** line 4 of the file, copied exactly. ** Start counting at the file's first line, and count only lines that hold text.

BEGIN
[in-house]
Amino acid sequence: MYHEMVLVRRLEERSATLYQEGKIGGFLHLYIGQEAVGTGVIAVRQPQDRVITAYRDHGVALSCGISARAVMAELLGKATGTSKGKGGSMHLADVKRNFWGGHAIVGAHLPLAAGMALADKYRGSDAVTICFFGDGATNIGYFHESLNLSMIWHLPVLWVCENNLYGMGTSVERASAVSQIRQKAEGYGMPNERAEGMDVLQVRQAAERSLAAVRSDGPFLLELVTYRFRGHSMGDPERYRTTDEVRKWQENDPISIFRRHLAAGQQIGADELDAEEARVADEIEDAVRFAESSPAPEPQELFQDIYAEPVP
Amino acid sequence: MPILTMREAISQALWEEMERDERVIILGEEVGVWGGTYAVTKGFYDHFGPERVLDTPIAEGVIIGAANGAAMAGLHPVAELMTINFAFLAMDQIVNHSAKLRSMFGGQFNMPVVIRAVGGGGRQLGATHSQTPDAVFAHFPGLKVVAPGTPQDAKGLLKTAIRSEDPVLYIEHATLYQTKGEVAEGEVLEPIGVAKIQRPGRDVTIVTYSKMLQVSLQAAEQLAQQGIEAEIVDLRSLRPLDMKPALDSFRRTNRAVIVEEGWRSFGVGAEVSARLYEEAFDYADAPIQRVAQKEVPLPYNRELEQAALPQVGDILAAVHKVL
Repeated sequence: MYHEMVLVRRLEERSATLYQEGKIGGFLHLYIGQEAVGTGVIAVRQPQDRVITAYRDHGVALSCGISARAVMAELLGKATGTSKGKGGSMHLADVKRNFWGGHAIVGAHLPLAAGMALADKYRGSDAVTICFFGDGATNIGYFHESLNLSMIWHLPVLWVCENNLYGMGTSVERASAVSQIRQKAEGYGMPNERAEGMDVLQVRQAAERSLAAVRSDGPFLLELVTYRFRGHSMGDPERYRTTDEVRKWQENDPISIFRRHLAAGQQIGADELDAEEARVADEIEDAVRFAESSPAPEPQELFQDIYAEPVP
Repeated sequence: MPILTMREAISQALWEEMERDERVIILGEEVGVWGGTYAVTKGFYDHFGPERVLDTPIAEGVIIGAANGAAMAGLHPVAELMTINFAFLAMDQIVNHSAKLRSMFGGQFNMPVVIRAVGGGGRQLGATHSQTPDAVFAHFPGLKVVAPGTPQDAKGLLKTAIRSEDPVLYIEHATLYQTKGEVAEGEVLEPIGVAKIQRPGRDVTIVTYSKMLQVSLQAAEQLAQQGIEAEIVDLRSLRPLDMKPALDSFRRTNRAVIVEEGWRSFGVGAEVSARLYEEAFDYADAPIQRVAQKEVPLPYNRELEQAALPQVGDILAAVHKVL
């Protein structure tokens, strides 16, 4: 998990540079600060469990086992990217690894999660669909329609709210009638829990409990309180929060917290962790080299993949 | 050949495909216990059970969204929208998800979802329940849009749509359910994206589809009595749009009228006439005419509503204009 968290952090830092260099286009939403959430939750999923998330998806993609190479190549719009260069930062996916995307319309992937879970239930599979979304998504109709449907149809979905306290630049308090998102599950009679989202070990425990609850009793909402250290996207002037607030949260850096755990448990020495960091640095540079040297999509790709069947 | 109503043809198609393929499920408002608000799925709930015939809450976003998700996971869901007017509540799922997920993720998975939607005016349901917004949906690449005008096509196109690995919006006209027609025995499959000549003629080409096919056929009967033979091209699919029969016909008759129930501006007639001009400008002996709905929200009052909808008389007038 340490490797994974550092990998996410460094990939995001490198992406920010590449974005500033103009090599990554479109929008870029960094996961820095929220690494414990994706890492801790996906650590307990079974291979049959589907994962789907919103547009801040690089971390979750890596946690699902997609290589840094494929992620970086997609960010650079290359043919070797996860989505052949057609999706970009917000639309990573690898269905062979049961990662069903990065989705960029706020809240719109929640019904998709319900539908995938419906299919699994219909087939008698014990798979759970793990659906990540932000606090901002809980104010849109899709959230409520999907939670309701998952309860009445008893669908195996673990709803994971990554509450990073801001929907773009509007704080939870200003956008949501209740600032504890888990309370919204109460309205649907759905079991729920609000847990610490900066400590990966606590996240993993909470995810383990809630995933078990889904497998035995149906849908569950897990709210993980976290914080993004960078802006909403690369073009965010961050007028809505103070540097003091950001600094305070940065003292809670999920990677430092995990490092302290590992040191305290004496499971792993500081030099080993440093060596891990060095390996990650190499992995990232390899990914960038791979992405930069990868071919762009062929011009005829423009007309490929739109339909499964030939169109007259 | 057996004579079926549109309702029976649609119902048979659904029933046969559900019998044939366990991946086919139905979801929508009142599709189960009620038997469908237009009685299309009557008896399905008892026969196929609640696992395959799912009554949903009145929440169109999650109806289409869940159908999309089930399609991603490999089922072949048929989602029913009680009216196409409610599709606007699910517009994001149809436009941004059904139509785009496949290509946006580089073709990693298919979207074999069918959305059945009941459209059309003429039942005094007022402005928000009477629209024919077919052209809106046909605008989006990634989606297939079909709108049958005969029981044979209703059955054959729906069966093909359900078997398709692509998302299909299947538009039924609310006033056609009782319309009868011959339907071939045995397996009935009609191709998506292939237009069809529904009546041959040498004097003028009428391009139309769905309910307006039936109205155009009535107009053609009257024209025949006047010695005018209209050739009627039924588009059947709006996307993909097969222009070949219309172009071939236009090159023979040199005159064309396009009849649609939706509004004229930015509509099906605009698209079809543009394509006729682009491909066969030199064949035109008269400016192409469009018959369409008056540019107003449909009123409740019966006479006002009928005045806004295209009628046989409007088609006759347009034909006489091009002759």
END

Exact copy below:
Repeated sequence: MYHEMVLVRRLEERSATLYQEGKIGGFLHLYIGQEAVGTGVIAVRQPQDRVITAYRDHGVALSCGISARAVMAELLGKATGTSKGKGGSMHLADVKRNFWGGHAIVGAHLPLAAGMALADKYRGSDAVTICFFGDGATNIGYFHESLNLSMIWHLPVLWVCENNLYGMGTSVERASAVSQIRQKAEGYGMPNERAEGMDVLQVRQAAERSLAAVRSDGPFLLELVTYRFRGHSMGDPERYRTTDEVRKWQENDPISIFRRHLAAGQQIGADELDAEEARVADEIEDAVRFAESSPAPEPQELFQDIYAEPVP